THE Badminton World Federation (BWF) confirmed yesterday that the match-fixing allegation involving a Malaysian bookie and two Danish players was the first such case in the history of the sport.
MAKING badminton more lucrative could help curb match-fixing before it gets out of hand, as it might not be a new problem but one that has been ignored.
WORLD No 1 Lee Chong Wei has heard about match-fixing in badminton but noted that no one has ever dared to approach him throughout his career.
“It has been going on for ages. Match-fixing is like ‘cancer’ and it has taken root in badminton. It is now a money-making sport for bookies and sadly some players are actively involved in it,” said the coach yesterday.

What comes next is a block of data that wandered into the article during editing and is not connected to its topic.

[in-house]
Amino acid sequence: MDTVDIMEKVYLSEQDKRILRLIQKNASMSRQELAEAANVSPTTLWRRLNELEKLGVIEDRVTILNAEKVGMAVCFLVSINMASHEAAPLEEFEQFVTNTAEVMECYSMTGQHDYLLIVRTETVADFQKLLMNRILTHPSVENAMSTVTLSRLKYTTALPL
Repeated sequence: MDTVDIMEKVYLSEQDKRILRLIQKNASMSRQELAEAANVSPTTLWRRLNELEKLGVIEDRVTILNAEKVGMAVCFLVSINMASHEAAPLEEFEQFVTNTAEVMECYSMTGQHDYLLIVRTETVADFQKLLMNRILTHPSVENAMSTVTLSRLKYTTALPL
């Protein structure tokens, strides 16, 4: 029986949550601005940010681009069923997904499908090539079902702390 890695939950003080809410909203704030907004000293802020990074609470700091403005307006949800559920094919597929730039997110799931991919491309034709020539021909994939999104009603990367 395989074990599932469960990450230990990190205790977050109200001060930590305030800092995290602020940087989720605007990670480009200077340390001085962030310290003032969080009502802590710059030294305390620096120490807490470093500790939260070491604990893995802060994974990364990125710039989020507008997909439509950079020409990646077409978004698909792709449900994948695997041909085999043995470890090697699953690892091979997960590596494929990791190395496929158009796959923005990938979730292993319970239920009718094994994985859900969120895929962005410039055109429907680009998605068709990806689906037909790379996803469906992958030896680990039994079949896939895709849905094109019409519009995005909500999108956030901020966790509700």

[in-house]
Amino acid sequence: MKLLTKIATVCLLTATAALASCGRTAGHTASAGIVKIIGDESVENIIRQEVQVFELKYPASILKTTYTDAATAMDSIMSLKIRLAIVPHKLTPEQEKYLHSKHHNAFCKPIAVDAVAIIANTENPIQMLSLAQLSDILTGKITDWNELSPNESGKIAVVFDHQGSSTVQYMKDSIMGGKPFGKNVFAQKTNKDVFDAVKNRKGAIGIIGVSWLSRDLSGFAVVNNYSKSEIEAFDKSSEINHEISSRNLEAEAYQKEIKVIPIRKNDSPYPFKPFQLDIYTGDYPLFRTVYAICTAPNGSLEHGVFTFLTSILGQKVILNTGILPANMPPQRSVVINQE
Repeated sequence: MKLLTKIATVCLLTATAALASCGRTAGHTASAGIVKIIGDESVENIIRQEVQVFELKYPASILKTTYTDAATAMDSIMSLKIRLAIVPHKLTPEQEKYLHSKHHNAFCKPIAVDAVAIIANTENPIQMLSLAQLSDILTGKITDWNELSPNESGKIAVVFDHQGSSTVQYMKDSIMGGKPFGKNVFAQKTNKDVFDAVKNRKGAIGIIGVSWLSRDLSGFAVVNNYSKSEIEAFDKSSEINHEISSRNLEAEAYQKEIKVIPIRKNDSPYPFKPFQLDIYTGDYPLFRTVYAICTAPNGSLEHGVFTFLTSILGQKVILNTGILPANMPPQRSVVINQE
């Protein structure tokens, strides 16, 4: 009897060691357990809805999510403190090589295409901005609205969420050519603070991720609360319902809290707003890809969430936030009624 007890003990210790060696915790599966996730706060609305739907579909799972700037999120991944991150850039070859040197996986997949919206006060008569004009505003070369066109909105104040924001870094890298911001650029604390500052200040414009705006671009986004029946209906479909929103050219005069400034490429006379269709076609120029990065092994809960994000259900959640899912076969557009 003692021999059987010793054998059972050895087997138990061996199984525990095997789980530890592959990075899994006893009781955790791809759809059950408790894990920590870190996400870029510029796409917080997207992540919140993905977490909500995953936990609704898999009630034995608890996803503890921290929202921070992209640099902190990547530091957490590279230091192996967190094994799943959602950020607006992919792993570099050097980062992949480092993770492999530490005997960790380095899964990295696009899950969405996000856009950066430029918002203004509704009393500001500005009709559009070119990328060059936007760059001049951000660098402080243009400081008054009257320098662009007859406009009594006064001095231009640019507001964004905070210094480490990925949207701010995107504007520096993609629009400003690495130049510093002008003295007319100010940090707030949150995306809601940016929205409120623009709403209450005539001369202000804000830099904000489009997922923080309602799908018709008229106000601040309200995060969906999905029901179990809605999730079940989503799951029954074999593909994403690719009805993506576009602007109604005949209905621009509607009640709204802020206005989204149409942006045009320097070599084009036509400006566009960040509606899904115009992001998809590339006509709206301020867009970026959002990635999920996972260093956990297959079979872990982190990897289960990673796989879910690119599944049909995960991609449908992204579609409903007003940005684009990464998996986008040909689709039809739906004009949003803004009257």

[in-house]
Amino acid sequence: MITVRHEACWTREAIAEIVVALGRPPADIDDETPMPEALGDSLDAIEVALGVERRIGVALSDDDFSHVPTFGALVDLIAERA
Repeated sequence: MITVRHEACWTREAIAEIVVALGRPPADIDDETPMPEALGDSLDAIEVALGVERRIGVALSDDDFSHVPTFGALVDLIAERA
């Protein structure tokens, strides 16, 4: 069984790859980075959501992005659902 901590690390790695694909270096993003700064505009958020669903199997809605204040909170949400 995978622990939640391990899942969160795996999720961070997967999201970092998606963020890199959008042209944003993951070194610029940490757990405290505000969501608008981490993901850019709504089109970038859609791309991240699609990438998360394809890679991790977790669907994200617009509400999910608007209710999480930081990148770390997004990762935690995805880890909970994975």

POLICE are investigating allegations of attempted match-fixing in badminton after two leading Danish shuttlers alerted the authorities.
BADMINTON has been rocked by a match-fixing allegation involving a Malaysian bookie and two Danish shuttlers.
LIEW Daren, despite not at his best, defeated teammate Goh Soon Huat to claim the Perak Open men’s singles title yesterday.
HO Yen Mei surpassed her target at the Perak Open after checking herself into the final, following her victory over Lydia Cheah Li Ya in the semi-finals of the women’s singles yesterday.
TOP seed Liew Daren cruised into the quarter-finals of the Perak Open yesterday.
WITH age catching up, Lee Chong Wei must be given the privilege to select his tournaments next year as the World No 1 will now need more recovery time to ensure he remains injury free for the 2016 Olympics.
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